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Mentioning the Saw film at this point, because they’re an example of how this anime failed. The first Saw film featured two dudes locked in a rusty bathroom which is quite frightening, but that’s also because of the mystery – what the hell is that bathroom? The anime does contain a mystery, but instead of letting it be one they solve it in – get this! – one episode. No, really, there is no build-up or any psychological thrust to the discovery. One day a character info-dumps the whole equation. Now the characters only need to find the X, literally.

Remove the mystery and the psychology and all you have left is a dull process of elimination. The side-characters are slightly better than Kouchi but even they don’t do much. The last episodes consist of fire and brimstone and that hardly makes for an effective climax. As an action scene it might serve, but its main role is to revel and swim in the blood of the characters.

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What it reveals is what I tried to suppress all along – that the mystery isn’t actually a symbol for our fear of death, but a plot tool to kill characters. Instead of experiencing this anguish and angt, understand the meaning of fear and trembling and reflect upon the nature of death you enter a guessing game. Every episode is a game of ‘who dies next?’ until it ends with a massacre that might’ve been effective with a different build-up. Too bad it’s just has everyone smiling psychotically while chanting the same sentence.

In the beginning of the anime Stephen King is dropped, a popular writer with great ideas and horrible execution. Even he wasn’t that bad, but the series is loyal to his style. It took an idea so good you can use it to explain the nature of the genre and turned it into a who’s-gonna-die game. The final twist isn’t that surprising either and doesn’t add any meaning, although it could’ve lead to a powerful character moment if Kouchi had something resembling a personality. Write off the popularity of this anime as pure shock value.

1.5 spooky stuff out of 5

Sundays Without God (Kamisama no Inai Nichiyoubi)

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This is such a bizarre anime. I’ve seen anime and movies with trippy imagery. I’ve read stories with pages of gibberish, yet few works of fiction left me with a sense of culture shock like this. Such anime are so original it’s hard to make them truly terrible, since the novelty value is there. Creators also tend to be as confused as the viewer, so they rarely reach their full potential.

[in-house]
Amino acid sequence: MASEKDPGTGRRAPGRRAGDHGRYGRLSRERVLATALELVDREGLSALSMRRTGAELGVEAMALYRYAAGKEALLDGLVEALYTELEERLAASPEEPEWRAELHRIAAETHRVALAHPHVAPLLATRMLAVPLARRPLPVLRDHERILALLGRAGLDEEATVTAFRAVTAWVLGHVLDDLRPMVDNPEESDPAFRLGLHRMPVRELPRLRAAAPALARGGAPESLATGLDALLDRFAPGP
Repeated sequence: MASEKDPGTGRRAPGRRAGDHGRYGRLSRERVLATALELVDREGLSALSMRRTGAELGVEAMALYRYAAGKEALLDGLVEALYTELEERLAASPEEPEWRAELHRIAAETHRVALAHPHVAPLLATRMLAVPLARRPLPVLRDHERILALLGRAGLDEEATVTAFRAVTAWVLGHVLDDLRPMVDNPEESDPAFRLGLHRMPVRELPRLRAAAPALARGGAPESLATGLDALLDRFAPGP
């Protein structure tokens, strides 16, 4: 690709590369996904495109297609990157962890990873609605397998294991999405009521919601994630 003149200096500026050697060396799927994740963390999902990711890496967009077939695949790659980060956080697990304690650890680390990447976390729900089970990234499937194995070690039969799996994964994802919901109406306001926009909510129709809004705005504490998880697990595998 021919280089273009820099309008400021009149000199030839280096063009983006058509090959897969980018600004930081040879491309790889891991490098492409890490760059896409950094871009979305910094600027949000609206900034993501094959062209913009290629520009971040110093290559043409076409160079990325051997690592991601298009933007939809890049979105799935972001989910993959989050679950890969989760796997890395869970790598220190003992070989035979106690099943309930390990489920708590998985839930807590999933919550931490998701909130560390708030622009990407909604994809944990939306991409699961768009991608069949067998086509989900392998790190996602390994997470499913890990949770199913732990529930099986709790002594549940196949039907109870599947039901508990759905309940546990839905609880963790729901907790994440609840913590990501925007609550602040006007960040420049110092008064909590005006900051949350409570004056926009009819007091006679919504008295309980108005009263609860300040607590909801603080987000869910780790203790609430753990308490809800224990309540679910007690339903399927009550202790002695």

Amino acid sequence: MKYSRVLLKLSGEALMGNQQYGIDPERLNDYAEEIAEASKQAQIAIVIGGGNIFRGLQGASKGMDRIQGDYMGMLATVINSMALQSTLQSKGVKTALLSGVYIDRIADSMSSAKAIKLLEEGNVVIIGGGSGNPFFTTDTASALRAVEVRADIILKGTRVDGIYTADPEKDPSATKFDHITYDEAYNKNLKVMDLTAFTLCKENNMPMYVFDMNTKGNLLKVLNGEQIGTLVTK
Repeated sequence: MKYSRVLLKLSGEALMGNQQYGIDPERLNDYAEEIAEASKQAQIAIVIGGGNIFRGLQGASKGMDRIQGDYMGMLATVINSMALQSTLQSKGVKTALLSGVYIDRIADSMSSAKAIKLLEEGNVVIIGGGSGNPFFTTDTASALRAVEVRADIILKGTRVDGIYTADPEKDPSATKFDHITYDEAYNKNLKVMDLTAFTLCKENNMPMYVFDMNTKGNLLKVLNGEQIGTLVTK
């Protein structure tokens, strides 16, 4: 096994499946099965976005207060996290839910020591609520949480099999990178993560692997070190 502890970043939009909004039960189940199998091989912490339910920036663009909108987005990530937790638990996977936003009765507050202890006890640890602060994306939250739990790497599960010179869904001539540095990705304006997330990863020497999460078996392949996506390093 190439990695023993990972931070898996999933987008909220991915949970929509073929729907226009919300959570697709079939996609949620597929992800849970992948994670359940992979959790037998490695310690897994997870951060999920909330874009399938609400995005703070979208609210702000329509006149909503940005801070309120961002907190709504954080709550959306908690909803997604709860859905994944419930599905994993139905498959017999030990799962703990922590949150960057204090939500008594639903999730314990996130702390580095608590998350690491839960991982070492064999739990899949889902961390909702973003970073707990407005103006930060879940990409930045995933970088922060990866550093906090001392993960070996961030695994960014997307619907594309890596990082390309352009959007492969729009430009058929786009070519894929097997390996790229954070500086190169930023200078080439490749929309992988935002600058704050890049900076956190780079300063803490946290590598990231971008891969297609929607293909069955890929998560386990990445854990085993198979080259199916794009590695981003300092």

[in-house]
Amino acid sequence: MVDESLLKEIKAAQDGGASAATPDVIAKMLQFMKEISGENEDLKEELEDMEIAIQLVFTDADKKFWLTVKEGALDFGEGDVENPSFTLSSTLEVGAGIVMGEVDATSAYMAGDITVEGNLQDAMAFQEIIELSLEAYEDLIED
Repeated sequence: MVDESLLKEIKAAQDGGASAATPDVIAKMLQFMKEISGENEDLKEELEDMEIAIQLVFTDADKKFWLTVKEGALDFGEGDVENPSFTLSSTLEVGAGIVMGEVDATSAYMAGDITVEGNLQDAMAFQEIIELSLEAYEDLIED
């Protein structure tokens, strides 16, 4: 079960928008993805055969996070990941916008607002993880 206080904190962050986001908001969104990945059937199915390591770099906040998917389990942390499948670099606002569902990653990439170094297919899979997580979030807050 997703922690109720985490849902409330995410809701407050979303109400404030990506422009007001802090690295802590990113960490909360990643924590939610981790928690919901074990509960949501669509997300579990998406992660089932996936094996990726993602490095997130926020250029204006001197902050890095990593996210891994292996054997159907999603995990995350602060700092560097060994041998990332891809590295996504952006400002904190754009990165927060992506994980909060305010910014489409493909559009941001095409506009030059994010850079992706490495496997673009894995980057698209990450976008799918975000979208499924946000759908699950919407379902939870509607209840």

When you have a unique premise on your hands that doesn’t owe anything to any tradition, there are two ways to go about it. You can either go full retard, mine the premise for anything it has and throw the kitchen sink along with everything. Since you have no idea how your anime is supposed to work, all you can do is try everything and hope something sticks. There’s a famous anime who did this and it’s called Future Diary.

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The other route is the safer one. You let your story flow, but you never try too hard to understand it. You let characters interact and explore your world, but you refrain from anything too attention-grabbing. The anime will narrow its focus. Its structure will become almost RPG-like, giving the protagonist a basic objective to complete and finish it off.

Sundays Without God takes the latter route, but the result isn’t a complete failure. Despite not playing with the structure, its setting and premise are so weird that the feeling of culture shock is persistent. The stories that make up the anime are also good enough on their own and take advantage of the setting. You cannot tell them in any other context. Still, something feels off. It’s not completely weird, not completely normal and leans towards the weird without mining it too much. The result is anime that’s enjoyable like an ordinary anime while feeling weird.

The best thing about the anime is it unique setting and tone. It’s a perfect example of how you don’t need a lot of details to create a unique world. The world here is simple. God is gone, no one can get born and dead people don’t really die. It’s apocalypse in slow motion. We’ve had a lot of stories about what happens after the apocalypse and we tend to imagine it as something swift and fast. Here, the world is in the process of ending.

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Human beings are resilient things, though. Even if the sun will explode, we’ll most likely try to save something. Survival instinct is so strong that it defies rationality and free will. In this case, the world isn’t ending so much as life reaches its epilogue. Life isn’t bad, but it keeps moving in an ordinary pace towards its ending.